Could you try going vegan this January?

Veganuary’s chief executive Simon Winch explains why so many people take part in Veganuary each year, and why he hopes you will sign up too…

Could you try going vegan this January?
Evanna Lynch

In 2017, 60,000 people pledged to try veganism for January, and Veganuary’s Ambassadors – including Evanna Lynch (Harry Potter), Jasmine Harman (A Place in the Sun), comedian Carl Donnelly and Leeds Rhinos rugby league star, Anthony Mullally, are encouraging thousands more to sign up for January 2018.

For animals

The number one reason that people try veganism is to protect animals. From the invasive process of artificial insemination to the grinding up alive of unwanted chicks, animals suffer the world over so people can eat their meat, milk and eggs. One of the revelatory moments that many Veganuary participants, including Jasmine Harman, experience is the realisation that cows make milk for their calf, not for people. They can’t help but ask: what happens to the calf?

For the environment

Animal farming emits more climate-changing gases than the entire global transport network. Switching to a plant-based diet requires less land, water and energy. It also prevents deforestation, causes less pollution and does not harm the oceans’ delicate ecosystems or drive aquatic extinctions. It’s great news all round.

Could you try going vegan this January?
Jasmine Harman

For health

Each year, we ask Veganuary participants what physical changes they experience during the month, and among the most common responses are: ‘my skin cleared up’; ‘my digestion got a whole lot better’; ‘my sinuses are clearer’; ‘I sleep better’ and ‘I have more energy’. What is really interesting is the number of people who report better mental clarity, increased concentration and a levelling out of moods. Some people saide their depression symptoms were relieved. Not bad in 31 days!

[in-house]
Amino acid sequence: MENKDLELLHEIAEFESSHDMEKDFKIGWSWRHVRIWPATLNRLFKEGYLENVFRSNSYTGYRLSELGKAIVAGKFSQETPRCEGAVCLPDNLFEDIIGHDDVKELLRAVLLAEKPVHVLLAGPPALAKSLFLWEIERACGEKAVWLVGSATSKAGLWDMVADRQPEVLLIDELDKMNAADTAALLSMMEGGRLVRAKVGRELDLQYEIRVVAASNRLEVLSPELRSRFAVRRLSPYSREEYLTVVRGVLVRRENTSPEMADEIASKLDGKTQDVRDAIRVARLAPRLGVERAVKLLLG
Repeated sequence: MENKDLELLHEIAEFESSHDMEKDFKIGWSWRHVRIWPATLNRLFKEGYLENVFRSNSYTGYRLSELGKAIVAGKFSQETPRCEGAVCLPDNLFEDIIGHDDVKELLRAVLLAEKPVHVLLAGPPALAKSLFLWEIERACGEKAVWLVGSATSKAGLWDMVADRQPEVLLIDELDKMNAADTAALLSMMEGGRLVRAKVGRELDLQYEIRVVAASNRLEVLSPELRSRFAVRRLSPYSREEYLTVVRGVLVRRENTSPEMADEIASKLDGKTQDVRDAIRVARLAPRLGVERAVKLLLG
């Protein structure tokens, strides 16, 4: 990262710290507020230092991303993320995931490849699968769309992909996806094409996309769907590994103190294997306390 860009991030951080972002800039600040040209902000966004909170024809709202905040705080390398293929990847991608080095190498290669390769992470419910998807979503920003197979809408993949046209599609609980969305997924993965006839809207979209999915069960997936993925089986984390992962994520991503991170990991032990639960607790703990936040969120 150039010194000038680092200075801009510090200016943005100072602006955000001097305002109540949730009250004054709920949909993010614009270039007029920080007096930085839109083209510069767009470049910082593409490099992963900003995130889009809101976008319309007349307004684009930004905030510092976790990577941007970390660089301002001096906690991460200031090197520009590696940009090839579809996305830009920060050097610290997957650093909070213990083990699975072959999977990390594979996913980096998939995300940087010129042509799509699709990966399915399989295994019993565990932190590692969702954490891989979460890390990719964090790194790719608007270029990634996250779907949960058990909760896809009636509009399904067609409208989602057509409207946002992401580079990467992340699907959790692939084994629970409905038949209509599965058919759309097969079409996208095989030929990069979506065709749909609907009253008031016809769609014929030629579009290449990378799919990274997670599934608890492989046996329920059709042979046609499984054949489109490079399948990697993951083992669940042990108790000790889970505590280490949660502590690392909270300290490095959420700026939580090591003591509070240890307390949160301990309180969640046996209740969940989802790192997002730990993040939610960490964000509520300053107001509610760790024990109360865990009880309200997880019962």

In the long term, though, it’s even better news as a plant-based diet reduces the risk of heart disease, stroke, obesity, diabetes and some cancers.

Vegan for 31 days

So you think you’d like to try going vegan for January? That’s great! Register at and you’ll receive daily emails that offer shopping lists, an eating-out guide, nutrition advice, recipes, meal plans and answers to common questions. You will also receive social media support in a closed Facebook group where you can connect with other participants, and a free celebrity e-cookbook. There are also competitions with great prizes and special offers throughout the month.

It’s an open, welcoming, exciting experience, and 99 per cent of participants say they recommend taking part.

Could you try going vegan this January?
Carl Donnelly

What do I do next?

Once you’ve registered, we suggest you go and have a look in your cupboard. The biggest pitfall is waking up on January 1st, having not thought about what you are going to eat, and then having to make your first vegan breakfast out of half a cucumber and some ketchup. It doesn’t have to be this way!